Rarely Seen 1838 Dollar in Die Alignment IV, PR65
1838 P$1 Name Omitted, Judd-84 Restrike, Pollock-93, R.5, PR65
NGC. Ex: Norweb. 413.2 grains. Silver. Die Alignment IV: Center
of Liberty's head opposite the right side of the F in OF. According
to Walter Breen there are four principal die alignment
configurations for Gobrecht dollars. This particular coin exhibits a Die Alignment IV orientation; that is, the head of Liberty opposite the F in
OF (i.e., medal turn with the eagle flying level). This is a rare
situation for an 1838 dollar! In fact, most 1838 dollars seen today exist
in Die Alignment III. 1838 Gobrecht dollars are found in three different
1. Original 1838 dollars (Judd-84) appear in Die Alignment IV and were struck
from a perfect reverse die (i.e., no reverse die cracks). The exact
mintage of these coins is not known, however, it has been suggested that
about 25 proofs were struck in 1838. No Die Alignment I coins are known to
exist. In fact, the original 1838 dollar in the Smithsonian Collection is of
2. Early restrike 1838 dollars struck in Die Alignment IV with
microscopic reverse die cracks through MERI and other reverse letters.
These coins are believed to have been struck from 1857 until 1859. The die
probably cracked after striking the 300 1839 dollars that were made
in 1839. The mintage of these coins is not known; however, not very many
are extant. In fact, far fewer are known than the Die Alignment III coins
mentioned below. In general, these coins are well preserved and usually
appear in grades of PR60 through PR65, which agrees with the grade
assigned to this coin.
3. The second set of restrike 1838 dollars found in Die Alignment III
and have reverse die cracks similar to the Type II coins. However, these
pieces were probably struck in the late 1860s (or perhaps slightly later); a
time period when the Die Alignment III Judd-60s were made. In any case,
the 1838 dollars in Die Alignment III are scarce with fewer than 100 known today.
Unlike the circulation issues of 1836 (Judd-60) and 1839 (Judd-104), no 1838
dollars were intentionally made for public distribution. Therefore, unlike
the 1836 and 1839 dollars, the 1838 issue is considered a true pattern. The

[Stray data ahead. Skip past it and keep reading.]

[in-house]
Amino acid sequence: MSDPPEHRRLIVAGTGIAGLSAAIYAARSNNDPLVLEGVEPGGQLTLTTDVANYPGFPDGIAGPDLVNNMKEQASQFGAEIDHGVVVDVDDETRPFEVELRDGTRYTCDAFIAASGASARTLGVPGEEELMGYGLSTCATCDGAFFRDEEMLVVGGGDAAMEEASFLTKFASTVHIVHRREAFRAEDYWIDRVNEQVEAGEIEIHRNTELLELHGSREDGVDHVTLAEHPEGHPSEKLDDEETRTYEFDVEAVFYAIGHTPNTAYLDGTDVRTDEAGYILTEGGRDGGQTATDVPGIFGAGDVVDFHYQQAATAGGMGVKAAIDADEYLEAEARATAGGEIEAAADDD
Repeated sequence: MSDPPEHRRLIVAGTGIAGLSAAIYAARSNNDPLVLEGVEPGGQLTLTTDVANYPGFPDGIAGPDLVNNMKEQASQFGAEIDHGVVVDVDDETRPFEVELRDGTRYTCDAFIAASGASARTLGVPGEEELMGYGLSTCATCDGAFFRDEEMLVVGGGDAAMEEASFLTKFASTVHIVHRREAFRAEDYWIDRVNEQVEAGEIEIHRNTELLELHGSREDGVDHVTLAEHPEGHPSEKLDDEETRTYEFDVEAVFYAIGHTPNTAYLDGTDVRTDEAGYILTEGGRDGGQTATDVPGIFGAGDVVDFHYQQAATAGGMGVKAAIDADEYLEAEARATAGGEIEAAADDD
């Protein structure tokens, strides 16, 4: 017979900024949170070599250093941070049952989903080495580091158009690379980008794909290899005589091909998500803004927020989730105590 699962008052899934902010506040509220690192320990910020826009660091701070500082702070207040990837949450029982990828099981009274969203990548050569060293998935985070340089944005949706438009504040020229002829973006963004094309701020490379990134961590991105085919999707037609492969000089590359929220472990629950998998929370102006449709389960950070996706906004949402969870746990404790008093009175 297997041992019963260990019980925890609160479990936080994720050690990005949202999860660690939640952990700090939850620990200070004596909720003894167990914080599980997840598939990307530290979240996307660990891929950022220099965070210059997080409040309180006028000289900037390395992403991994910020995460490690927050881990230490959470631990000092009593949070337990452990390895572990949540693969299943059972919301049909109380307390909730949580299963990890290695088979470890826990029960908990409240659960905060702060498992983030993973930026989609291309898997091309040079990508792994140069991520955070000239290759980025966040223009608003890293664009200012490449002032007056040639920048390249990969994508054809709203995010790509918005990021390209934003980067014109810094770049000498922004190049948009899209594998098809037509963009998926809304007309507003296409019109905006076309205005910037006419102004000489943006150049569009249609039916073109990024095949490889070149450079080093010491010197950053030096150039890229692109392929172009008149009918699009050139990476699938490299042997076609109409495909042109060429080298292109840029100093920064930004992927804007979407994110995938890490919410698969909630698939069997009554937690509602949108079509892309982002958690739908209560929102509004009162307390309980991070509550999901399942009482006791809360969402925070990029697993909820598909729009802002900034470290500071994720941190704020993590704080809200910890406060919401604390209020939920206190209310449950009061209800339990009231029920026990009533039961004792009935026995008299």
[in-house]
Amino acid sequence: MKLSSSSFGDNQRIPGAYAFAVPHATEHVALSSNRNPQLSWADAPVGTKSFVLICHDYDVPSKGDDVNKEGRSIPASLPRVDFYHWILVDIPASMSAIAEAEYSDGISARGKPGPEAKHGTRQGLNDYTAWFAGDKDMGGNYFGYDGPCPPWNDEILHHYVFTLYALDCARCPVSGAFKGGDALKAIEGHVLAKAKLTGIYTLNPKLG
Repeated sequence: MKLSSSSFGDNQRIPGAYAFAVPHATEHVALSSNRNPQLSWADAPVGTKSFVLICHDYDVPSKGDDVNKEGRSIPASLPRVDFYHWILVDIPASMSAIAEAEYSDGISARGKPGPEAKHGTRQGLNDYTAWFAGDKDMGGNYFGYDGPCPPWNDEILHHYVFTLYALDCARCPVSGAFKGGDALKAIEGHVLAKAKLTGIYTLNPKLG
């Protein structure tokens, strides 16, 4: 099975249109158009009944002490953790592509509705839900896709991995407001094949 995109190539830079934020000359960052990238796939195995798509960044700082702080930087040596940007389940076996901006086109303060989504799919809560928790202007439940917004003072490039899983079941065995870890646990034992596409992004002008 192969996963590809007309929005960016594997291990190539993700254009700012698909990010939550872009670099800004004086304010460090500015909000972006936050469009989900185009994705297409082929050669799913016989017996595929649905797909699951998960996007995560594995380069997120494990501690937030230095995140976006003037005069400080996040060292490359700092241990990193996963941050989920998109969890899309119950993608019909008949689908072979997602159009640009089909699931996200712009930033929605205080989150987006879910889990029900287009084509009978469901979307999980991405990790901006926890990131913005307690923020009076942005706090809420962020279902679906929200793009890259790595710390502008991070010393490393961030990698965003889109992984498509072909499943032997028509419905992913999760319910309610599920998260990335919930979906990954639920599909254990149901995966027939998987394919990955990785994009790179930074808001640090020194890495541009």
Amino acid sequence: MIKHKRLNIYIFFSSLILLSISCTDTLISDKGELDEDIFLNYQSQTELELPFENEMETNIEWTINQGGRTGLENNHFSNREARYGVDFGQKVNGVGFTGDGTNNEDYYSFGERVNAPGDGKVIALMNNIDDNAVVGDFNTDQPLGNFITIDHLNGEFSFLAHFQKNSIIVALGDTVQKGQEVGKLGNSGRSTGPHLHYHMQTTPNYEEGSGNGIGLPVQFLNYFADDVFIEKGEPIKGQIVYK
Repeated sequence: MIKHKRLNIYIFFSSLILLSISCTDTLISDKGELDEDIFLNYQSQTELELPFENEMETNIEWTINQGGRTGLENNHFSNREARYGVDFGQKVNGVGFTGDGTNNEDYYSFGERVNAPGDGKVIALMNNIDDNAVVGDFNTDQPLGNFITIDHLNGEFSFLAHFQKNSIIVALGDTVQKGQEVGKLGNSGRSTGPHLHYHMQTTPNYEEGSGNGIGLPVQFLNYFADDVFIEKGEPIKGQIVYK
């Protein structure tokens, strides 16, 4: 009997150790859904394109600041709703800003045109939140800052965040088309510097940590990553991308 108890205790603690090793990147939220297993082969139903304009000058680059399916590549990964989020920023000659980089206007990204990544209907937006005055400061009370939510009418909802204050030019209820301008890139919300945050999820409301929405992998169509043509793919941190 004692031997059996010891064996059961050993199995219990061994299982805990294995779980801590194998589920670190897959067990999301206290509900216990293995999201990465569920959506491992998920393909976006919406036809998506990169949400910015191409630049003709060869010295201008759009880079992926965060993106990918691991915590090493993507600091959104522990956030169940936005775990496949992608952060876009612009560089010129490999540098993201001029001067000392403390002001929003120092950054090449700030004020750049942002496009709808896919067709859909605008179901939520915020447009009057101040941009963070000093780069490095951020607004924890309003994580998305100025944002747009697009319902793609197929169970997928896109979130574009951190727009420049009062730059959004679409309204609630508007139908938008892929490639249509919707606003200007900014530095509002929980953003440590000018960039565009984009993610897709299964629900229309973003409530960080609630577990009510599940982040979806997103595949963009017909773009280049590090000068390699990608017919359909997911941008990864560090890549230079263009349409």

main purpose of the 1838 dollars was to test two or perhaps three new design
features: (1) a reeded edge, (2) the removal of the 26 stars from the
reverse of the 1836 dollar and the placing of 13 new stars around the
obverse, and (3) probable testing of a steam press for the next generation
of dollar-size coins. It is clear that the dies for the 1838 dollar were
made in 1838; however, it is not certain how many (if any) 1838 dollars were
actually struck in 1838. Only one original specimen is known, and this coin
is a part of the U.S. Mint Collection now retained by the Smithsonian.
However, the Smithsonian specimen exists in Die Alignment IV orientation
(not Alignment I), and was struck from perfect (un-cracked) dies. All 1838
dollars that have been observed in private or other museum collections all
appear to be restrikes made in the late 1850s under the authority of
Director James Ross Snowden, or in the late 1860s by Director H. R.
Linderman. Like the present specimen, the restrikes were made to satisfy
collector demand for these beautiful coins. The later-year restrikes are
generally found in Die Alignment III orientation (i.e., head of Liberty
opposite the N of ONE); however, a few restrikes were also made in Die
Alignment IV (like the present example). Although the exact mintage of 1838
dollars is unknown, recent estimates suggest that very few coins were
ultimately made. The restrikes can be distinguished from the originals by
the presence of a faint die crack through the top portions of MERI, as seen here.
Very few 1838 dollars exist in Die Alignment IV orientation. In fact, the
dominant configuration for 1838 dollars is Die Alignment III, with no Die
Alignment I coins known to have been made. The reasons for these
observations are unclear and remain a mystery today.
This is a splendid Gem example. The deeply reflective fields show several layers of deep, multicolored toning. The devices are fully struck throughout, and there are no noticeable contact marks on either side. Overall this coin represents a pleasing example of a very rare Gobrecht dollar that should fit nicely in any high grade collection of early silver dollars.
Ex: Norweb III (Bowers and Merena, 11/1988), lot 3776, where it was photographed in Die Alignment I or II orientation. (NGC ID# BLXE, PCGS# 11352)
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